Jaguars & Wildlife of Brazil's Pantanal 2015 Trip Report

By John Shaw on Nov 11, 2015

I was in Brazil most of September, leading two of the Van Os "Jaguars and Wildlife of the Pantanal" tours.  The Pantanal is the world's largest contiguous wetlands, roughly 80,000 square miles in size (that's 200,000 square kilometers for you metric folks).  About three-quarters of it is found in west-central Brazil, with the remainder in Bolivia and Paraguay.  Obviously our tours could not cover the entire Pantanal, but concentrated on one particular area along the Transpantaneira road within Brazil's Mato Grosso state, the one and only road that penetrates deep within the Pantanal.

On both tours we stayed at three locations:  a lodge situated on a large oxbow lake with nearby grasslands; a lodge complex at Porto Jofre, at the end of the Transpantaneira, located directly on the Rio Cuiabá (the location for jaguar photography); and a rustic backcountry lodge on a family owned farm in the drier grasslands.  At the first location we worked the oxbow from small boats for kingfishers, hawks, and jabiru storks.  Back at the lodge we set up perches around bird feeders for yellow-billed and red crested cardinals, parakeets, saffron finches, and other small birds.  At Porto Jofre we used fast speed boats to traverse the Rio Cuibá and its tributaries, the Rio Negro and the Tres Irmaos.  While we concentrated on finding jaguars along the river banks, we had many opportunities to photograph river otters, caiman, terns, herons, and a variety of small birds.  Noisy hyacinth macaws were easily found around the lodge, and a pond with giant water lilies yielded jacanas and striated herons as subjects. The third location offered the chance to work chestnut eared aracaris, toco toucans, and other birds, along with agoutis and numerous tegu lizards.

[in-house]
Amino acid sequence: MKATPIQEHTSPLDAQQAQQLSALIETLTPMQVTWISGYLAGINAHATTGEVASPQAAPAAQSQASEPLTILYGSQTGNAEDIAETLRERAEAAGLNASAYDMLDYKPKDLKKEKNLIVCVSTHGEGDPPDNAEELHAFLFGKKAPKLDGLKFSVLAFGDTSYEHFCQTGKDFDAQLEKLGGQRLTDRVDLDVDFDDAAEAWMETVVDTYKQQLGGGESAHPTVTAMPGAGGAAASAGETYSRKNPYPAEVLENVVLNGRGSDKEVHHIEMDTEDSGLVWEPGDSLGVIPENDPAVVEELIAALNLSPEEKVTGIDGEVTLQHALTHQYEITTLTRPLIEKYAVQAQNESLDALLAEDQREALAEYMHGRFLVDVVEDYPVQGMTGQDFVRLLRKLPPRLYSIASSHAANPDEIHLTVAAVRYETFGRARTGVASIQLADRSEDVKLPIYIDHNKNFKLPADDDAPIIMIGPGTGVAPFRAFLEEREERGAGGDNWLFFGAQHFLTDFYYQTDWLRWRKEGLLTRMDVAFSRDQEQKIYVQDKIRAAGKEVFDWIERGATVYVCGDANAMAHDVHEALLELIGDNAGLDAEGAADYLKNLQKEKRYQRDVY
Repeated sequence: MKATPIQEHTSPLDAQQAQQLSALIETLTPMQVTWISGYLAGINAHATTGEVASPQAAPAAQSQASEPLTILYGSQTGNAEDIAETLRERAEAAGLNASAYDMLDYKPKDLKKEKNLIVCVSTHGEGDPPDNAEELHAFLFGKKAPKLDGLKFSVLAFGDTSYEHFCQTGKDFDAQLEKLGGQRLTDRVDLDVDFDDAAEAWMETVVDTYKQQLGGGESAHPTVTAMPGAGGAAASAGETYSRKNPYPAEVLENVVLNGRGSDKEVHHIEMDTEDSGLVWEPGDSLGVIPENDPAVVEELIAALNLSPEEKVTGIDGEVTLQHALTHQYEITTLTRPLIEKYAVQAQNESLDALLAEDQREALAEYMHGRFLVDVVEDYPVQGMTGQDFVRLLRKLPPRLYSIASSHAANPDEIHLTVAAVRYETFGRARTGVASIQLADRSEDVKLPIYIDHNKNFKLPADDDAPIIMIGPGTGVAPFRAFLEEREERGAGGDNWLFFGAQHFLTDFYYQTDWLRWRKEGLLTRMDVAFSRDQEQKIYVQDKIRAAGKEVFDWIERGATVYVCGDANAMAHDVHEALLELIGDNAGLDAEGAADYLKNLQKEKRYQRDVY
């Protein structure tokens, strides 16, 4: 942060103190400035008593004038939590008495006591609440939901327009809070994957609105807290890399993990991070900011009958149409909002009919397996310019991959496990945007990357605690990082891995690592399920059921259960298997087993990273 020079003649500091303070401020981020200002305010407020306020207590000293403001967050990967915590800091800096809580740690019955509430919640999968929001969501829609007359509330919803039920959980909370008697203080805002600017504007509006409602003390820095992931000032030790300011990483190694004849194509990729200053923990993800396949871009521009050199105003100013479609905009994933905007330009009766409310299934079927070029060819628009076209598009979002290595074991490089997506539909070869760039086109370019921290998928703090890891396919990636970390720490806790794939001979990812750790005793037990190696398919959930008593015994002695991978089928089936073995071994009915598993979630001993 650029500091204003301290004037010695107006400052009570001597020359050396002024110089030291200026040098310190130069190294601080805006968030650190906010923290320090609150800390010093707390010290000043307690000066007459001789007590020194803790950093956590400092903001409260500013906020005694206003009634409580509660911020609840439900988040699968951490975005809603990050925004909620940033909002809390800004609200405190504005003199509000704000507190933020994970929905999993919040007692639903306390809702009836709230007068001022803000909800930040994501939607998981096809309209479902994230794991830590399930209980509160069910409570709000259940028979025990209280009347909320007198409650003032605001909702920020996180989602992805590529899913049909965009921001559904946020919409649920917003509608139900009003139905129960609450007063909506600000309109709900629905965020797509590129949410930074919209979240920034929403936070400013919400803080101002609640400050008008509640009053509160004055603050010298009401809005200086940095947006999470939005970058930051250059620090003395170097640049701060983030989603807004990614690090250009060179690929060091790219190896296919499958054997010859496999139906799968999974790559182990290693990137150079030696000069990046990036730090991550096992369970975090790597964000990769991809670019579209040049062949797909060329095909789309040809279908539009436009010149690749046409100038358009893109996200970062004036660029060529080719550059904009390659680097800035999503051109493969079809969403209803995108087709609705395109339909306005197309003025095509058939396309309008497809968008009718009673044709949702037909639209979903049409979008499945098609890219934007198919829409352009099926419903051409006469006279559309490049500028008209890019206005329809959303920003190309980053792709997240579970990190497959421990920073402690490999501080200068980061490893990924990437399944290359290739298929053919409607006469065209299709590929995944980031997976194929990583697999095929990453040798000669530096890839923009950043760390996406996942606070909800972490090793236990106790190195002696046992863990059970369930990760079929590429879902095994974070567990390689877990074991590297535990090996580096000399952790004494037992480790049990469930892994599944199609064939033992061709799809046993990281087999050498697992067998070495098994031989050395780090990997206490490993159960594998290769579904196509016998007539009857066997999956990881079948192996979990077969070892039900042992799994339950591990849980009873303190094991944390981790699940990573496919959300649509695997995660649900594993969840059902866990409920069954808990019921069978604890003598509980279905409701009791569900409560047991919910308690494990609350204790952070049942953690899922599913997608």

Some photographic highlights of the tours:  a tame vermillion flycatcher that returned to the same eye-level perch time and time again (for over 30 minutes of photography); an ocelot (only my second sighting ever in the wild) sitting high in a tree on the grounds of our Porto Jofre hotel; mating jaguars on the open bank of the Rio Negro, directly in front of our boat; a patoo perfectly camouflaged on a palm tree; following a jaguar stalking capabara; three species of kingfishers catching fish; and easily worked jabiru nests along the Transpantaneira.

The big difference between the two tours was the weather.  And what a difference that was!  My first tour started off with several days of high overcast perfect for photography, and then came the record heat wave.  Hot, hot, hot..with blazing cloudless blue skies.  This heat wave lasted for a week, and spilled over into the second tour (the hottest day of all was my second group's arrival day at Porto Jofre).  Two days later while out on the river we were hit with an afternoon tropical rain so heavy that you could hardly see.  Needless to say, by the time we managed to get back to the hotel we were thoroughly soaked, but all the camera gear stayed dry thanks to pack covers and plastic trash bags.  The storm broke the high heat, and temperatures reverted to the tropically warm normal.  But no matter the weather, both tours had numerous daily photo opportunities on a variety of subjects.

All in all, I can't wait to get back.